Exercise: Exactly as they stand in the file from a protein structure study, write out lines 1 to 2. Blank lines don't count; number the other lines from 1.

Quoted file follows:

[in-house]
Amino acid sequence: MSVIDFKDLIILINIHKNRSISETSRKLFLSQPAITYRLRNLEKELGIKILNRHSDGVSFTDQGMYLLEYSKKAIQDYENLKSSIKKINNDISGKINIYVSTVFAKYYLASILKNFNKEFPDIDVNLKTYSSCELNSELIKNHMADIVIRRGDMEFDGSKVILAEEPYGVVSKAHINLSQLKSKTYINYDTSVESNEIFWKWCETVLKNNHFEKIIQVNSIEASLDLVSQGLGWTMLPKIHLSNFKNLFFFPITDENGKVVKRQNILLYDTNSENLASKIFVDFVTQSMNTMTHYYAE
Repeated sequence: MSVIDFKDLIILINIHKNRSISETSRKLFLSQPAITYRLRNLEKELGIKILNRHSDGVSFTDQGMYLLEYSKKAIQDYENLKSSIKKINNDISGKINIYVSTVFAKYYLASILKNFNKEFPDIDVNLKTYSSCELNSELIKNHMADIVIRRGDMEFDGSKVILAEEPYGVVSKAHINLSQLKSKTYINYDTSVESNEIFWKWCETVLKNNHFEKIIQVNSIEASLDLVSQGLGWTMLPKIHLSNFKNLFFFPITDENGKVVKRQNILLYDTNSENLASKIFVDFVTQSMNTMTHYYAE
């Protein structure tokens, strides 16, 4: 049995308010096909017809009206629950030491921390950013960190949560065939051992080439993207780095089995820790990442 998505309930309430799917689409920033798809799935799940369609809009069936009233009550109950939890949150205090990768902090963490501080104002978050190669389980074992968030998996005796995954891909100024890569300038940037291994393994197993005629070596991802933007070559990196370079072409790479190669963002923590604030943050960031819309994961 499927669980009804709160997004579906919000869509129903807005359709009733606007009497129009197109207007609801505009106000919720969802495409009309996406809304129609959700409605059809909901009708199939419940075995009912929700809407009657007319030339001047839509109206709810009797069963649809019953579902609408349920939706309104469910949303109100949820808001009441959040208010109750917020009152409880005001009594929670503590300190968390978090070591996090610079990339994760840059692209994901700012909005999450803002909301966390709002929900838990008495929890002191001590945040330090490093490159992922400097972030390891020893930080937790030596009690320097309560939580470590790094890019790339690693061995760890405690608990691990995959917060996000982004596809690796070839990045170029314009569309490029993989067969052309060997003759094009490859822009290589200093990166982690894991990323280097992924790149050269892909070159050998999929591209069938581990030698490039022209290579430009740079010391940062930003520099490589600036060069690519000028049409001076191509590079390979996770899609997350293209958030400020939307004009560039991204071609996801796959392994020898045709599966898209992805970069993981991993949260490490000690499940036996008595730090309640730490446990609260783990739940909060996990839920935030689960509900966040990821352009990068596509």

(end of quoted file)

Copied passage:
[in-house]
Amino acid sequence: MSVIDFKDLIILINIHKNRSISETSRKLFLSQPAITYRLRNLEKELGIKILNRHSDGVSFTDQGMYLLEYSKKAIQDYENLKSSIKKINNDISGKINIYVSTVFAKYYLASILKNFNKEFPDIDVNLKTYSSCELNSELIKNHMADIVIRRGDMEFDGSKVILAEEPYGVVSKAHINLSQLKSKTYINYDTSVESNEIFWKWCETVLKNNHFEKIIQVNSIEASLDLVSQGLGWTMLPKIHLSNFKNLFFFPITDENGKVVKRQNILLYDTNSENLASKIFVDFVTQSMNTMTHYYAE